Women’s Soccer During Gameplay (Photo courtesy of Molly Wilkie)
During the regular season players always have another game to do better, but post-season playoffs become so much more important. Brodeur said, “It’s win or go home. The energy is different.”
In the audience, the energy and atmosphere at the game was a level up with all the UMF students and parents yelling and cheering with airhorns every time they made a good play. The Maine Maritime Academy (MMA) men’s team, who were playing next, yelled and cheered for their women’s team before leaving at half time to prepare for their game.
When it comes to being a UMF beaver, “I have never been part of such a close-knit team before. Everyone has your back and wants what is best for you. We are best friends on and off the field,” Brodeur said. “Our goal was to make it back to the championship game, and although we hoped to win, just being there felt like a huge accomplishment.”
“This season we all truly embraced our vision of family over everything. We overcame a lot of things that we did not think we could at the beginning of the season,” Novella said. “Just making it to the NAC final proved what type of team we are and how we fight for each other and what we want.”
Leanna Farr Contributing Writer
When it comes to finances, the UMF Financial Literacy Peer Educators (FinLit), is the place to go. The program was created last year after Janet Mills, former state attorney general and the current governor of the state of Maine, donated $901,000 to a grant to fund the program which was set to be implemented at all seven public universities in Maine by 2021.
FinLit provides various financial services, such as one-on-one appointments and exit loan counseling on top of organizing presentations and events. The peer educators are experts on FAFSA, credits, loans, budgeting, investing, taxes, and saving.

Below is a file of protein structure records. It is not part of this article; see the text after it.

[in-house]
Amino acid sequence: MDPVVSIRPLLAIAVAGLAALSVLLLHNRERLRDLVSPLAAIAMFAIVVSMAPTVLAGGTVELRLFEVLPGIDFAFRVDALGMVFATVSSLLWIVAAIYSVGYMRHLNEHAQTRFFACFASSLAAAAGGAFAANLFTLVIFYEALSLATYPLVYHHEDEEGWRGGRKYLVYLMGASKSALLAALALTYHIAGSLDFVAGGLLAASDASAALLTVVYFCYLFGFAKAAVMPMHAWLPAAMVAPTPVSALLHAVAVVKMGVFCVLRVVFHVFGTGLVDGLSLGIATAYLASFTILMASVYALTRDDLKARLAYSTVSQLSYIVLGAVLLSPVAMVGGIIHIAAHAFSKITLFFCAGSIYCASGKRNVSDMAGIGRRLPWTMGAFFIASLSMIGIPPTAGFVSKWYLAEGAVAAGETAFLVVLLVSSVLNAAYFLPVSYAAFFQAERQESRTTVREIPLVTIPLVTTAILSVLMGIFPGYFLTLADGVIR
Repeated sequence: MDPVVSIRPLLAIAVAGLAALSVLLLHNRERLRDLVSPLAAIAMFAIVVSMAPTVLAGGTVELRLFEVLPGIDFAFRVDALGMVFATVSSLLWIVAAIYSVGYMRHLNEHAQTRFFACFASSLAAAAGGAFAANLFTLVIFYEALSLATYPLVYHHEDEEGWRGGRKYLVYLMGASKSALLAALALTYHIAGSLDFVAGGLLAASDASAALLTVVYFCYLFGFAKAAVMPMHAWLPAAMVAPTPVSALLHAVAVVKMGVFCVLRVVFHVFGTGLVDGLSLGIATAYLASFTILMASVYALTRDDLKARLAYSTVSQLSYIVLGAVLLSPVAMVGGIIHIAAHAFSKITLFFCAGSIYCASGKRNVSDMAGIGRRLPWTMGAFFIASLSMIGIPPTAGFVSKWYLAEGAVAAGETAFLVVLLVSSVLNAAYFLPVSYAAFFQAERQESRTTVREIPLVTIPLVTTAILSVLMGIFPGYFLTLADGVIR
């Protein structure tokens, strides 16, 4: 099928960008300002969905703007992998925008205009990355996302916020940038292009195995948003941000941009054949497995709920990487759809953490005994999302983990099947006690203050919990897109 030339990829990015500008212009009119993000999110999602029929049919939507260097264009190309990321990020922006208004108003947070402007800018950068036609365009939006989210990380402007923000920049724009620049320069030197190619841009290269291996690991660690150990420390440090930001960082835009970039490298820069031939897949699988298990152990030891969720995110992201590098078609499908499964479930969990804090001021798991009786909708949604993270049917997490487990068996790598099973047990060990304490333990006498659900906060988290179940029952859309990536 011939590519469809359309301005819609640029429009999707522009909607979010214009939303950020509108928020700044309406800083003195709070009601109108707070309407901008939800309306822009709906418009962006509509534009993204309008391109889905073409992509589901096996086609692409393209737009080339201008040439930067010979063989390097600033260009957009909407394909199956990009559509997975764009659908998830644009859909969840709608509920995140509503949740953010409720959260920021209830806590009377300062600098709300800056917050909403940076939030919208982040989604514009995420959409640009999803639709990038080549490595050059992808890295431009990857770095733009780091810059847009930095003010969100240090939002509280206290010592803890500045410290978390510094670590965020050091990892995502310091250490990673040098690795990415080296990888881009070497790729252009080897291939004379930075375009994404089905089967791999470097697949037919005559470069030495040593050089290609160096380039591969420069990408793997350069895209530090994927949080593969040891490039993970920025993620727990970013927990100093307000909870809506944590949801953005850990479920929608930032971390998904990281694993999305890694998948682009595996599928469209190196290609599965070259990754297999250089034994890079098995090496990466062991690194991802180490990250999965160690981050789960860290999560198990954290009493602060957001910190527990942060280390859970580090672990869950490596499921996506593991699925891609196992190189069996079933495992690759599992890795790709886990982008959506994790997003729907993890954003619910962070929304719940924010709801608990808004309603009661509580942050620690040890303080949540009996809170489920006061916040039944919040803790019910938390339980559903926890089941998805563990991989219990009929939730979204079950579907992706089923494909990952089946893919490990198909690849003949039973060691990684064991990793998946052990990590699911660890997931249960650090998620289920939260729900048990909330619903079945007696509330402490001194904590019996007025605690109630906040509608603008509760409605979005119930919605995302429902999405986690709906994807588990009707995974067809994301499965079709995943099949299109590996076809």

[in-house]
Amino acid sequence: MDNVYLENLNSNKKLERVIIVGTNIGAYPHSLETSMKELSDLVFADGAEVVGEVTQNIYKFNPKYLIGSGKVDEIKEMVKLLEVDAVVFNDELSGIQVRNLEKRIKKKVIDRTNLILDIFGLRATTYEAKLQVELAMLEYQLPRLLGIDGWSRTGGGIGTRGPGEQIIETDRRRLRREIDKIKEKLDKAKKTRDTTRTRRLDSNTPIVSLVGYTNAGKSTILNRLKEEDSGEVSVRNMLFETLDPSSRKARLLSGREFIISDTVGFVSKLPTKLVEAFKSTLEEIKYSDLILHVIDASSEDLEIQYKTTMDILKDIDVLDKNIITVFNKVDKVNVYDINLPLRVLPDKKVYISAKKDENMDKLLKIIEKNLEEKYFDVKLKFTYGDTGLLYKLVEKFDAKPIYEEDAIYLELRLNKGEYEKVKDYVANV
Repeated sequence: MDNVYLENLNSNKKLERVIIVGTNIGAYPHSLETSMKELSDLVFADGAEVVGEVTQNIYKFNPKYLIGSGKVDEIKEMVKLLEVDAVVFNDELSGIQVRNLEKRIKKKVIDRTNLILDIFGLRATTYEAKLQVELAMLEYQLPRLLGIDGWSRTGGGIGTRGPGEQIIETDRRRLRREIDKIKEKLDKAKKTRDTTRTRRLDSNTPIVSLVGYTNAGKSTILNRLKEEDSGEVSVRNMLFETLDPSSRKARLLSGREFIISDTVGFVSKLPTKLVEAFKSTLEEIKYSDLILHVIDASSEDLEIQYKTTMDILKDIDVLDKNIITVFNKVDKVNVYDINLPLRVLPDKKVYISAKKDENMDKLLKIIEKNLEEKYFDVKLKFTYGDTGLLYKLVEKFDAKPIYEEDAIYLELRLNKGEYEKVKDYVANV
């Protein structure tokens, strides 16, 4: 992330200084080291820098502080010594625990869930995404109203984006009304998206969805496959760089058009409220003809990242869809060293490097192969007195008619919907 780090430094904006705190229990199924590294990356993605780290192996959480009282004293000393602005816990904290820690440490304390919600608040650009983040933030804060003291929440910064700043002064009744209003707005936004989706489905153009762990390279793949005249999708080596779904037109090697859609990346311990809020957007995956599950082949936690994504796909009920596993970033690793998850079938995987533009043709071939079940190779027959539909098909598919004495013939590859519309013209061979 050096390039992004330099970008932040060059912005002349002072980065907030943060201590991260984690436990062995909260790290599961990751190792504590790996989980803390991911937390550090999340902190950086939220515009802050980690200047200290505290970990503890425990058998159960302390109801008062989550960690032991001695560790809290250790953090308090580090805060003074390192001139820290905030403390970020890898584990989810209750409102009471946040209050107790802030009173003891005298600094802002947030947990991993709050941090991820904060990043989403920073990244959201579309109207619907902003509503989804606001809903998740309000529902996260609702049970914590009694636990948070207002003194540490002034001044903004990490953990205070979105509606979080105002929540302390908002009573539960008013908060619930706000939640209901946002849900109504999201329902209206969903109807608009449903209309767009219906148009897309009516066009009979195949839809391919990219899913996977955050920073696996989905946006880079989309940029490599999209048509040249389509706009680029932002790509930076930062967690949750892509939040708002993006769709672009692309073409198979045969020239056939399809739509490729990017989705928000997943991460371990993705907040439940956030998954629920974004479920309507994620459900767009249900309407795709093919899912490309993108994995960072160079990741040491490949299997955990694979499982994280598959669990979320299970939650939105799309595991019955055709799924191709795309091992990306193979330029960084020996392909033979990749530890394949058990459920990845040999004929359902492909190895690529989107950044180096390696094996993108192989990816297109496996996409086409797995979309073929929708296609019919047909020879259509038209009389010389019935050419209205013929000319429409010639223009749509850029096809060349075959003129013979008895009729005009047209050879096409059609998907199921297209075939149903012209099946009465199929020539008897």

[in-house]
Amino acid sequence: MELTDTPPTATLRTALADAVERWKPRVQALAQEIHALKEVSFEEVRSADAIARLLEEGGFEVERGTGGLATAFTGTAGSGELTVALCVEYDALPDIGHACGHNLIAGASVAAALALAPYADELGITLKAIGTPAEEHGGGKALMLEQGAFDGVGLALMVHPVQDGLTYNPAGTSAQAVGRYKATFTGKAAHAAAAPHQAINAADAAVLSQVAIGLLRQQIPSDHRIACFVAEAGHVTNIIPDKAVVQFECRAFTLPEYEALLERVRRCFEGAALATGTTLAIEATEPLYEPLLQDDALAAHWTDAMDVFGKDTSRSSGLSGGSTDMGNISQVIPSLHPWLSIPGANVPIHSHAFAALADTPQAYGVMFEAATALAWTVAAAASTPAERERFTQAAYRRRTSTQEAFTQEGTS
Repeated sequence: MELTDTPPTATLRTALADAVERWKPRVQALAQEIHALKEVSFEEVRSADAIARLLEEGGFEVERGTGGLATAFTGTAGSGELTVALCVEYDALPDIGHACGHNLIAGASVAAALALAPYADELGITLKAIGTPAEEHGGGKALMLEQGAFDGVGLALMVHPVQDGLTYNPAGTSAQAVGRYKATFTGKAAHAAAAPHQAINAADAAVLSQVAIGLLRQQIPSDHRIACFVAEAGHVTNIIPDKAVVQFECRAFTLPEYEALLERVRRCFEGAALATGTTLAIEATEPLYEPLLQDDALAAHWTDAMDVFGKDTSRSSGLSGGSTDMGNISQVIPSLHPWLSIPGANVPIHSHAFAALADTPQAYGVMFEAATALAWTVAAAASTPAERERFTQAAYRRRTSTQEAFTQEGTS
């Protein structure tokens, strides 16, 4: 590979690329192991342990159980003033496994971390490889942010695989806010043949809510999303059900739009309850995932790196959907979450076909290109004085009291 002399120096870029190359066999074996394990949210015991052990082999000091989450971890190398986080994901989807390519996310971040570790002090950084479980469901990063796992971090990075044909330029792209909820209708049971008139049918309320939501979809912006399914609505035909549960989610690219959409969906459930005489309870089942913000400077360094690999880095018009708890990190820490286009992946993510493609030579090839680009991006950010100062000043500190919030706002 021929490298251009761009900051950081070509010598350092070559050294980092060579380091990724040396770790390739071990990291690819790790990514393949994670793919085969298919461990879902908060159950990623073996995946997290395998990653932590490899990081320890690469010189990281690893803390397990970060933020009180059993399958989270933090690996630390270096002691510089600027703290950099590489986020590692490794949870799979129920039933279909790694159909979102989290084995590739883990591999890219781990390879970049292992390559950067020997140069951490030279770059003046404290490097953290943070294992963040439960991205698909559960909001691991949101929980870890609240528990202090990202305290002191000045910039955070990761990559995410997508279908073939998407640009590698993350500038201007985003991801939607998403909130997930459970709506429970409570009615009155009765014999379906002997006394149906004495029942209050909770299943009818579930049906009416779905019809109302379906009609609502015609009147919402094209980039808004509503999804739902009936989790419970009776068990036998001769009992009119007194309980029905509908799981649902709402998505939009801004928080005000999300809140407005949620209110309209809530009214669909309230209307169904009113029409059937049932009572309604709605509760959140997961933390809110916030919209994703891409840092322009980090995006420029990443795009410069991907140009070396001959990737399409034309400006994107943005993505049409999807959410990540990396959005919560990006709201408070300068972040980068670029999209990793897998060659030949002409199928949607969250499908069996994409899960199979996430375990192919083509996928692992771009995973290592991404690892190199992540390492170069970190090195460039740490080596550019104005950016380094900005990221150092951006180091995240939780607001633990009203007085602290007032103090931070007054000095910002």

With coordination from Sarah Hinman, the Financial Literacy Peer Education Coordinator, UMF was the first campus to implement the financial literacy program. Hinman has implemented the same program at the University of Maine at Augusta and University of Maine at Orono this year.
Caleb Grover, a senior business economics major, has been a peer educator since the program began last year. “Our most popular service is filing the FAFSA with students,” said Grover. “One of the program’s missions is to increase the number of students filing their FAFSA in the state of Maine.” Only around 40% of students are filing their FAFSA to receive financial aid, grants and work-study.
Sarah Hinman, Jacob Leonard, and Caleb Grover, Members of the #FinLit Squad (Photo courtesy of Leanna Farr)
To try and help students with filing their FAFSA, FinLit held an event where peer educators helped students file their FAFSA for free while eating cake. They also advertised a drawing for a $25 gift card. “It went really well, even better than last year which went really well for the first year having it,” Grover said. “This year there was even higher attendance. There was at least one student there at all times.”
“The key to our success is definitely partnering with other offices to promote and have support for bigger campus-wide events,” Hinman said. They achieve this by giving presentations for admissions with visiting high school students and working with the career services and Merrill Hall.
When discussing the work as a peer educator Grover said “it’s a professional but relaxed environment where we help students face challenges so they don’t make the same mistakes we did.” Working with other students has made him realize “there are a lot of situations you don’t realize are going on until you hear someone’s situation,” he said, “it is grounding working with people that have it a lot worse than you and you offering them help.
Jake Leonard, a junior in the computer science major, also works as a financial peer educator. “There is a lot going on with other student’s finances that you wouldn’t expect. Some people come it not knowing that they owe $30,000 and others are really stressed but only owe a minimal amount,” he said. “There’s a visible weight lifted when people come in and sit with us and understand.”
For more information about upcoming events, learn more about the peer educators, and get financial tips, check out their Instagram @umf_finlit. The peer educators can also found in room 201 at Franklin Hall.